Robb: Man. So the first caveat here is I am absolutely not an endurance coach. I watch this stuff from afar. It’s not in my wheelhouse. So take that with a huge grain of salt, five-gram grain of salt.
Robb: I’ve seen this work all over the map. In general, the benefit of a low-carb-fueled athlete is that he or she will need less in-event fueling than what somebody else would, a more carb-centric individual.
Robb: Marathon doesn’t really seem to matter that much if you’re really fast, because the marathon … those dudes are running so fast, and they get it done in about two hours, which is kind of the outer edge of what one’s glycogen stores are, so the people who typically hit the wall in marathoning do it because they run slow enough such that they end up depleting their muscle glycogen and they’re not adequately fat-adapted. So if you’re real fucking fast and the duration isn’t that long, then even the glycogen stores from keto adaptation will kind of motor you through that for the most part.
Robb: I have absolutely seen folks do the sweet potato or rice the day before an event, and that works well for some people. Peter Defty over at Vespa, OFM, Optimum Fat Metabolism … he’s an endurance coach, a legit endurance coach; has a lot of people under his tutelage. They do a couple of different strategies. They will do the day before doing higher carbs so that you get some top off. Other people simply use some goo or some other things, but they’re able to use it pretty selectively, because they are running more on a fat-adapted kid of plateau or process.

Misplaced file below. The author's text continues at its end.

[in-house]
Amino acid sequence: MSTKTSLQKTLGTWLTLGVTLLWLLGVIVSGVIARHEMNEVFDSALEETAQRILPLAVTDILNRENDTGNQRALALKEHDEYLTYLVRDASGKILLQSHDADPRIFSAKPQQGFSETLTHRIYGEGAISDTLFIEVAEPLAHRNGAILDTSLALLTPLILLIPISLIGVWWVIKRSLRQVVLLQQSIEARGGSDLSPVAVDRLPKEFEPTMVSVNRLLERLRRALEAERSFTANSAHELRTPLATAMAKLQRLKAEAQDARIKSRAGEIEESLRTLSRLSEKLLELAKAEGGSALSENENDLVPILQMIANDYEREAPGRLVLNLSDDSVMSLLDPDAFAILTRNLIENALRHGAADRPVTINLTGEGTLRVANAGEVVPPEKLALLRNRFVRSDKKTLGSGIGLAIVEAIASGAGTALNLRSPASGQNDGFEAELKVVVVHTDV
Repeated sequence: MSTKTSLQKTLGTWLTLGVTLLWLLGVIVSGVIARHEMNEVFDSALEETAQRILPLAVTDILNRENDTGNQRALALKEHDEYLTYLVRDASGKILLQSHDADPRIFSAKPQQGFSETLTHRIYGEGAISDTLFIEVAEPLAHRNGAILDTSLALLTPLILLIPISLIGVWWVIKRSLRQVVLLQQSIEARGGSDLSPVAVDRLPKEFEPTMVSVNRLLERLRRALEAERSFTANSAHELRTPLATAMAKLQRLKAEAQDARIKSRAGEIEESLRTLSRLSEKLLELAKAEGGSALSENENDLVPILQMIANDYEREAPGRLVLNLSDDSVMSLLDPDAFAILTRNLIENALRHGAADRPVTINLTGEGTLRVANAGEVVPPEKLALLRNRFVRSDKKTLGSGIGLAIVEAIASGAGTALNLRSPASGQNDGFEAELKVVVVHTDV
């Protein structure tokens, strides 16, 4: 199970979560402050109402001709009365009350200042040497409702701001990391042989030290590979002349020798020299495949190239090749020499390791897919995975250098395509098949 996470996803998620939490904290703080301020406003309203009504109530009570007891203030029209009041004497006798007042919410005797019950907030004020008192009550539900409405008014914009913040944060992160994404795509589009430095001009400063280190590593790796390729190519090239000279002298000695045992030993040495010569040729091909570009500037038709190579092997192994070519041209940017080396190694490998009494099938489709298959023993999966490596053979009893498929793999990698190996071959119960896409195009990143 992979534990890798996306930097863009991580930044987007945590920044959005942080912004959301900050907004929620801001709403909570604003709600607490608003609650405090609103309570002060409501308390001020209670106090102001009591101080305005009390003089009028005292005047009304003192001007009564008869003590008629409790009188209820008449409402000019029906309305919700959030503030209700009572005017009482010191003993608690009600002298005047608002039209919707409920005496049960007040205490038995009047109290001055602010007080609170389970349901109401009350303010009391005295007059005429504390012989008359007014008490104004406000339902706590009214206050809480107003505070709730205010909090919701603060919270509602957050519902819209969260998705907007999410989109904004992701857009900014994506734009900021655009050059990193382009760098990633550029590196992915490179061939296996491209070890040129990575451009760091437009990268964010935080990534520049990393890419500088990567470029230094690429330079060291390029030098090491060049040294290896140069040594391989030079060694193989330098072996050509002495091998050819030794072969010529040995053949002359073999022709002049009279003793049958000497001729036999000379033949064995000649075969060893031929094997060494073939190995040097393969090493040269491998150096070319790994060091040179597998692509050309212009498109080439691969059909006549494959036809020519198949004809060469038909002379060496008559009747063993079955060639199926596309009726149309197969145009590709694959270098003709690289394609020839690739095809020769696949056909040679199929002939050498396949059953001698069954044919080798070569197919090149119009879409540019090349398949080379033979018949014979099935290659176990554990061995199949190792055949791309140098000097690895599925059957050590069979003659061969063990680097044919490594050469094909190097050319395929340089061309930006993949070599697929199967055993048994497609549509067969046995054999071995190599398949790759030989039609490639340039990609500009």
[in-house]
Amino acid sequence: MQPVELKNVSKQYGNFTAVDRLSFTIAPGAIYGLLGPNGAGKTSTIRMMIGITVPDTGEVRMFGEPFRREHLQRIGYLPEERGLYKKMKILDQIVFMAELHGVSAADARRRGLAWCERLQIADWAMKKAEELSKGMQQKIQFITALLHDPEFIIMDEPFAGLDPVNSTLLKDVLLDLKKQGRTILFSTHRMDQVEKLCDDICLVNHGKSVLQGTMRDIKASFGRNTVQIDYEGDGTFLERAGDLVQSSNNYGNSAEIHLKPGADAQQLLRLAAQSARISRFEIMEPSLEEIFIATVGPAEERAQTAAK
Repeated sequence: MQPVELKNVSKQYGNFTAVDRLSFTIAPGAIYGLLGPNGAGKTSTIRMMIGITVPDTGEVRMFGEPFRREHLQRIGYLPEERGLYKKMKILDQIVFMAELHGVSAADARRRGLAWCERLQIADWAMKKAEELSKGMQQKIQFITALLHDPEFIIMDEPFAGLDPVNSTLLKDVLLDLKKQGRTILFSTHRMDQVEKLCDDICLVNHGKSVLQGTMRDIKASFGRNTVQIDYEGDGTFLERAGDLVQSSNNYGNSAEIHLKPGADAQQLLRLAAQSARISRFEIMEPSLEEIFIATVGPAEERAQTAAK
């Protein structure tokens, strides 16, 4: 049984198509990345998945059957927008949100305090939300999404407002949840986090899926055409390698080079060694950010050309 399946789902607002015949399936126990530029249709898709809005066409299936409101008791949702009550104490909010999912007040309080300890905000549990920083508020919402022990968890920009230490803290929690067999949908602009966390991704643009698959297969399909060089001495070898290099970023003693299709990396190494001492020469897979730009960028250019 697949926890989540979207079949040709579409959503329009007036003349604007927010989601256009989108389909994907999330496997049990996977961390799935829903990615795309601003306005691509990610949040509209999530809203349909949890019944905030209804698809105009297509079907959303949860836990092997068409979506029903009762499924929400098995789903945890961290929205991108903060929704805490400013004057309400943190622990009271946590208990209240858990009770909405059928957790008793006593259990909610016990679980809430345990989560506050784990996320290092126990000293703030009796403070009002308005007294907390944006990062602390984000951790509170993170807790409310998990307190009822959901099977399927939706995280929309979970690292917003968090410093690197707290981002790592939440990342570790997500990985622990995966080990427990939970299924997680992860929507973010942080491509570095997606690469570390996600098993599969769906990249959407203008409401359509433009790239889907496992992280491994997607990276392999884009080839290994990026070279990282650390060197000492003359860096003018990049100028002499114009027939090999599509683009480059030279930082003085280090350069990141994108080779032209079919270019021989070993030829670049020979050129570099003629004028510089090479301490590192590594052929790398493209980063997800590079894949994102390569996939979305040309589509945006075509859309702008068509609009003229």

Robb: I’m trying to think of any other offerings there. Joe Friel is a great coach, Peter Defty, Elijah Markstrom. And I’m thinking back to the question that we just asked a moment ago. Elijah Markstrom is a really well-known kind of Spartan race athlete. He noticed that being purely ketogenic was problematic. What he experienced was it was almost like he had a governor on his heart rate. Like, he would try to push hard, but his heart rate would be much higher, fully keto-fueled, versus even doing 100, 120 grams of carbs. At a given power output, his heart rate would be, like, 10 to 20 beats less, which is huge; like, make or break a scenario.
Robb: So I’ve seen a lot of different strategies on this stuff and it’s just all up for the tinkering. Potentially, I would reach out to some of the people that I’ve mentioned, maybe nose around some of the other low-carb or peri low-carb endurance coaches and maybe have them kind of take you under their wing for some period of time so that you can help get that stuff dialed in.